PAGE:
Arvis Goodman said when her husband was first charged with multiple counts of child sexual abuse that she would stake her most valuable possession on the allegations being false.
"He's not a child sex offender. I'd give up my life on that. You can't make me believe that he's that kind of man," she said in March 1999, after Aurora minister Paul Goodman was charged with 10 felonies alleging that he inappropriately touched his step-granddaughters.
Though Arvis Goodman did not have to go that far to show she believed her husband, she would have won the bet if she had.
Sixteenth Circuit Judge Donald Hudson made a directed finding in favor of Goodman Wednesday, effectively dismissing the charges against him that a Kane County grand jury handed up after a lengthy investigation and recantations from ll three alleged victims in the case.
Hudson ruled that though case law says that defendants can be convicted on recanted testimony if it is found to be credible, he felt that the testimony of the girls in court was more convincing than the statements they made to investigators from the Aurora Police Department and the Department of Children and Family Services.
"When you know you're right, when you know you didn't do anything wrong, you don't worry about it," Goodman said after the verdict. "I thank God that I had a wise man judging me, that he looked at everything involved, instead of one side."
All three girls- ages 18, 17 and 14- testified at various times that the trio concocted the story about Goodman abusing them because they wanted to move out of the minister's house in the 1000 block of Fifth Street and escape his strict rules.
The 17-year-old said she came up with the idea and talked to her sisters about it, but they did not expect Goodman to be charged with sexual abuse. Aurora police and DCFS investigators talked to all three girls on Dec. 1, 1999, and reinterviewed the trio on Jan.27, 2000.
Goodman, 55, maintained that the accusations against him were simply a misunderstanding.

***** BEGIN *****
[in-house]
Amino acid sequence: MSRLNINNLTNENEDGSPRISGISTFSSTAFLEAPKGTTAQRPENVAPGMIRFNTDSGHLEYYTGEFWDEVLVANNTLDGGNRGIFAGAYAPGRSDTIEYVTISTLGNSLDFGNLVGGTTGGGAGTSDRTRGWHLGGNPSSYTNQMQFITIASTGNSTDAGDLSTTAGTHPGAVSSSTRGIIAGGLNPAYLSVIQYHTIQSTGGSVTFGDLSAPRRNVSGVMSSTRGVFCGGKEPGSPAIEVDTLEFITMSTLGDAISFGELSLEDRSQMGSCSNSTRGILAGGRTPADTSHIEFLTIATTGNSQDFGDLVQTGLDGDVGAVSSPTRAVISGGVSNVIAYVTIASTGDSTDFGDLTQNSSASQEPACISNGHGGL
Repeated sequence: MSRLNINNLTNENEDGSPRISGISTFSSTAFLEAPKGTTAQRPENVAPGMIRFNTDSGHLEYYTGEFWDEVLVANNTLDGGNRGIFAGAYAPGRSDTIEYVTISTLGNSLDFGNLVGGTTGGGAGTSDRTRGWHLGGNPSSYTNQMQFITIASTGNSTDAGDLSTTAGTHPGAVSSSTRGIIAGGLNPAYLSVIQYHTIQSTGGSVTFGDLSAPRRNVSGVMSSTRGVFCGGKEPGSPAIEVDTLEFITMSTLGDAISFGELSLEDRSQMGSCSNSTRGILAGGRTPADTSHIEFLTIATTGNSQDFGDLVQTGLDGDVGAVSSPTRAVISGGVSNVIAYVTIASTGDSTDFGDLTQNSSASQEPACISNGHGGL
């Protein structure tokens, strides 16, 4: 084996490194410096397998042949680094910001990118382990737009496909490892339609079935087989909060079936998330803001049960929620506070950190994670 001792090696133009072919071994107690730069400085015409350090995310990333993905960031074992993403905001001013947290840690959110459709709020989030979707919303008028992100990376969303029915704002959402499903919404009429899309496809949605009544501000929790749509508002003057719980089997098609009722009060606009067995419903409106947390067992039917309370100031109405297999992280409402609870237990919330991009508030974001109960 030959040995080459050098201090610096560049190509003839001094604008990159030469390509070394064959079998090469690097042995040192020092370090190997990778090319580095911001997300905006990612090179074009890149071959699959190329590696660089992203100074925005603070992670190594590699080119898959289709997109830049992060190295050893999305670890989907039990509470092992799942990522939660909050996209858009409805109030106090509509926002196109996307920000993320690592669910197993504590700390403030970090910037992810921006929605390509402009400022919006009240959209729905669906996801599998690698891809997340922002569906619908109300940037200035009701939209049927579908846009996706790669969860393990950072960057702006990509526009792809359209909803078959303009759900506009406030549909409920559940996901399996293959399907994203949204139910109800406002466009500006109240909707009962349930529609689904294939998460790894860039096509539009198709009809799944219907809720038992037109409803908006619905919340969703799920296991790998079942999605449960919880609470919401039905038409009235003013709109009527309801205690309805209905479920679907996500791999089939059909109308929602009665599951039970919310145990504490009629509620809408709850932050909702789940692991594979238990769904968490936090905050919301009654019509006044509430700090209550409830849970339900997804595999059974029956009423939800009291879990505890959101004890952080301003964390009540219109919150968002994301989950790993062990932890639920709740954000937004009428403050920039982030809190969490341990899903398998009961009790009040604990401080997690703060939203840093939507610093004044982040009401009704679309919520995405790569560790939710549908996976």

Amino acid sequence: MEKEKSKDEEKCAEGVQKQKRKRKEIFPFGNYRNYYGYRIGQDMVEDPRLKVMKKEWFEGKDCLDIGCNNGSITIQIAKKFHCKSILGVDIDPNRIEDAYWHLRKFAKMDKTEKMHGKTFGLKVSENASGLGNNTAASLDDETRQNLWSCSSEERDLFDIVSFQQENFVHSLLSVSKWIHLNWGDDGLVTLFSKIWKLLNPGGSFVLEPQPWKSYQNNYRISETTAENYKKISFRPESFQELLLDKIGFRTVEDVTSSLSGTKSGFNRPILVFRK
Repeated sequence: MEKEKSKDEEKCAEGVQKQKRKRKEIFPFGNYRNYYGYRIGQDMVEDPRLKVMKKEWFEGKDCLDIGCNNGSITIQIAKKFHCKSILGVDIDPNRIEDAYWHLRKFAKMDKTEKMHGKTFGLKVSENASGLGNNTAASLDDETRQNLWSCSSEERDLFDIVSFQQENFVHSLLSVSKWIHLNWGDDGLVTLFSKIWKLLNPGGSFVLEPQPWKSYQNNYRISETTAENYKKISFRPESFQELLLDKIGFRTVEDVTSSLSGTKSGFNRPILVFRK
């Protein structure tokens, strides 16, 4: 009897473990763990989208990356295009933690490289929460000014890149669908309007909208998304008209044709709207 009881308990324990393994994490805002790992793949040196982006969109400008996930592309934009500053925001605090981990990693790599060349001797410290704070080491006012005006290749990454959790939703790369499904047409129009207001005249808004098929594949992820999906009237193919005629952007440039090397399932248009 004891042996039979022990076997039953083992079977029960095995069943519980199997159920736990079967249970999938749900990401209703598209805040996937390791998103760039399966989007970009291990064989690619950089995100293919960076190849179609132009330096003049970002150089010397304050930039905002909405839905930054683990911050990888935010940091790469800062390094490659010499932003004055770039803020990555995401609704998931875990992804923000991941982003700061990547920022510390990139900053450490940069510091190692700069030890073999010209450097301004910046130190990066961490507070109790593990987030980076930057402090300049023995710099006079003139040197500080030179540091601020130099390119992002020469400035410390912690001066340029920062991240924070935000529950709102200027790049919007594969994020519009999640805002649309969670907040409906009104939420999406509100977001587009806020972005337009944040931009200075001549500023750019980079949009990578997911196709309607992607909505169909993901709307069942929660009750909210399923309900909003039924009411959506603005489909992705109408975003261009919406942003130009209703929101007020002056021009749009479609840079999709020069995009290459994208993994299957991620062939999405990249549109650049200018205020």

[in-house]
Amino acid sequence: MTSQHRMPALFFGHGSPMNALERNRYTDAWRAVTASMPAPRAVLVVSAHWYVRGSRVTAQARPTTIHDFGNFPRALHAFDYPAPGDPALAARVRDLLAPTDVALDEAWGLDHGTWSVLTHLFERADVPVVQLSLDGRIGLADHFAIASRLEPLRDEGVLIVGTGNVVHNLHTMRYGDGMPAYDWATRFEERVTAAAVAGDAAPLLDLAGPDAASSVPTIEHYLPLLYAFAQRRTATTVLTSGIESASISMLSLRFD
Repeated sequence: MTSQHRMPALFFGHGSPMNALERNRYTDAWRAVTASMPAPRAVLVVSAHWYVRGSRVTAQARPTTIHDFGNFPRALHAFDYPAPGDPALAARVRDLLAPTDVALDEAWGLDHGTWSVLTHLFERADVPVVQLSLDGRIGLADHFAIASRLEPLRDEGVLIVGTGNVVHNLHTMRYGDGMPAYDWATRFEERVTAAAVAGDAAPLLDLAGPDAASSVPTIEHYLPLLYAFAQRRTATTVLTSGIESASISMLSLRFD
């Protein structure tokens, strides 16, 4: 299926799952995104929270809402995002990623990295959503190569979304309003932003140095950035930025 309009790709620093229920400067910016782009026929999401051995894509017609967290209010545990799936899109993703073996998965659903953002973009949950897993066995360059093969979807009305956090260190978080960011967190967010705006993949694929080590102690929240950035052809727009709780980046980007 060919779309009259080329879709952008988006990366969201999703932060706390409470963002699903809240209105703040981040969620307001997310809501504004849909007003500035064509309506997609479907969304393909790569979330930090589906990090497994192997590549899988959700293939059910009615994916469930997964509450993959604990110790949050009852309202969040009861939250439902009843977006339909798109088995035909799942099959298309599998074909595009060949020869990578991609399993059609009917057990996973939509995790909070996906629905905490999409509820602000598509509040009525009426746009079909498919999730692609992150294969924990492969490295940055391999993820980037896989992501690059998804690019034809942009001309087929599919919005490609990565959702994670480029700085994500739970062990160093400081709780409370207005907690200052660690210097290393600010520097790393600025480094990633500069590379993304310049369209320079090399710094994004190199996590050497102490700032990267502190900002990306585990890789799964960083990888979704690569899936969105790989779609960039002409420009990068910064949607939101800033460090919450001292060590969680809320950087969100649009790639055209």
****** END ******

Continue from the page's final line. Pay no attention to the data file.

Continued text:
Kane County prosecutors Jody Gleason and Catherine Bellario, however, said that Goodman sexually abused the girls, then somehow influenced them to recant their accusation.
Prosecutors put on their five days of testimony over three months because of Hudson's tight court schedule. The last wit ness was the girls' aunt, Gloria Clark, who testified that one of the girls told her that Goodman touched her inappropriately and that she feared going to her grandparents' house unless her mother was present.
As prosecutors finished their case, defense attorney David Camic asked the judge for the directed finding. Camic argued that once the girls recanted, Goodman should not have been on trial, much less indicted.
Bellario countered that just because the girls recanted doesn't mean their statements to police were no good.
"So, because the defendant said he did not do it, then we should have just dropped this?" Bellario said.
One of the biggest impressions on Hudson were the tapes of Goodman's interrogation by investigators on Dec. 11, 1999. Bellario played the tape in court, and Goodman, who voluntarily went to the Aurora police station for questioning, insisted throughout that he did not do anything wrong
"The defendant sat for a 1-1/2 -hour interrogation by two trained investigators, and he never once wavered, " Hudson said. "He never even evaded one question. Frankly, I was impressed with how he handled the situation."
John Martin, the gang-intervention specialist at Aurora's God's Gym and an Illilnois Department of Corrections chaplain, said the city' religious community believed in Goodman's innocence from the start.
"I'm just glad the brother was acquitted," Martin said. "I had a meeting with the family soon after this came out, and I remember the remorse the girls had from the beginning. We never stopped believing in Paul Goodman."